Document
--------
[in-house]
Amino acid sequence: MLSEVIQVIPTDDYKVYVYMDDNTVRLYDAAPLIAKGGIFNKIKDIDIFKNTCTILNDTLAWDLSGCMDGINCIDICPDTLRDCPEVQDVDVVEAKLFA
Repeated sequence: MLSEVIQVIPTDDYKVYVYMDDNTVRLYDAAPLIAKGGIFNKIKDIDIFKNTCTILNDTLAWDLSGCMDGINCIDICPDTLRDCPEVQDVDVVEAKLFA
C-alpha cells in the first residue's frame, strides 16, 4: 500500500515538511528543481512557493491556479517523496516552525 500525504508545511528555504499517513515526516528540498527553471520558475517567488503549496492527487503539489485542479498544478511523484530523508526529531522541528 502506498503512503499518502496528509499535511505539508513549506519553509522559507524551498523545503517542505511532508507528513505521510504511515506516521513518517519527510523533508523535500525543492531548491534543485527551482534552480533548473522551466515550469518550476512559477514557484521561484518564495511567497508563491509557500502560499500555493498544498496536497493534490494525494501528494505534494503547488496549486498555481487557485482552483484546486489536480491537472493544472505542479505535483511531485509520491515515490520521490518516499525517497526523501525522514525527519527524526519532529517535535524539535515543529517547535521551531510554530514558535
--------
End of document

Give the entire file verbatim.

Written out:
[in-house]
Amino acid sequence: MLSEVIQVIPTDDYKVYVYMDDNTVRLYDAAPLIAKGGIFNKIKDIDIFKNTCTILNDTLAWDLSGCMDGINCIDICPDTLRDCPEVQDVDVVEAKLFA
Repeated sequence: MLSEVIQVIPTDDYKVYVYMDDNTVRLYDAAPLIAKGGIFNKIKDIDIFKNTCTILNDTLAWDLSGCMDGINCIDICPDTLRDCPEVQDVDVVEAKLFA
C-alpha cells in the first residue's frame, strides 16, 4: 500500500515538511528543481512557493491556479517523496516552525 500525504508545511528555504499517513515526516528540498527553471520558475517567488503549496492527487503539489485542479498544478511523484530523508526529531522541528 502506498503512503499518502496528509499535511505539508513549506519553509522559507524551498523545503517542505511532508507528513505521510504511515506516521513518517519527510523533508523535500525543492531548491534543485527551482534552480533548473522551466515550469518550476512559477514557484521561484518564495511567497508563491509557500502560499500555493498544498496536497493534490494525494501528494505534494503547488496549486498555481487557485482552483484546486489536480491537472493544472505542479505535483511531485509520491515515490520521490518516499525517497526523501525522514525527519527524526519532529517535535524539535515543529517547535521551531510554530514558535